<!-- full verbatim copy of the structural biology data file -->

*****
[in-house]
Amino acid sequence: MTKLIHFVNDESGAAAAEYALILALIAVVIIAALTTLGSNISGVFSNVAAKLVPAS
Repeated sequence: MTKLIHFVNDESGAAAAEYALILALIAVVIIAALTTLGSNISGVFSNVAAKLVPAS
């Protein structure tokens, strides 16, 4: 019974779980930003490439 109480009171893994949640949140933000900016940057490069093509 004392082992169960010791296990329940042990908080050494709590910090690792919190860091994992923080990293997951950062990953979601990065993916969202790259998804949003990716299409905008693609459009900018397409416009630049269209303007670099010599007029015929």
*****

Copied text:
[in-house]
Amino acid sequence: MTKLIHFVNDESGAAAAEYALILALIAVVIIAALTTLGSNISGVFSNVAAKLVPAS
Repeated sequence: MTKLIHFVNDESGAAAAEYALILALIAVVIIAALTTLGSNISGVFSNVAAKLVPAS
């Protein structure tokens, strides 16, 4: 019974779980930003490439 109480009171893994949640949140933000900016940057490069093509 004392082992169960010791296990329940042990908080050494709590910090690792919190860091994992923080990293997951950062990953979601990065993916969202790259998804949003990716299409905008693609459009900018397409416009630049269209303007670099010599007029015929």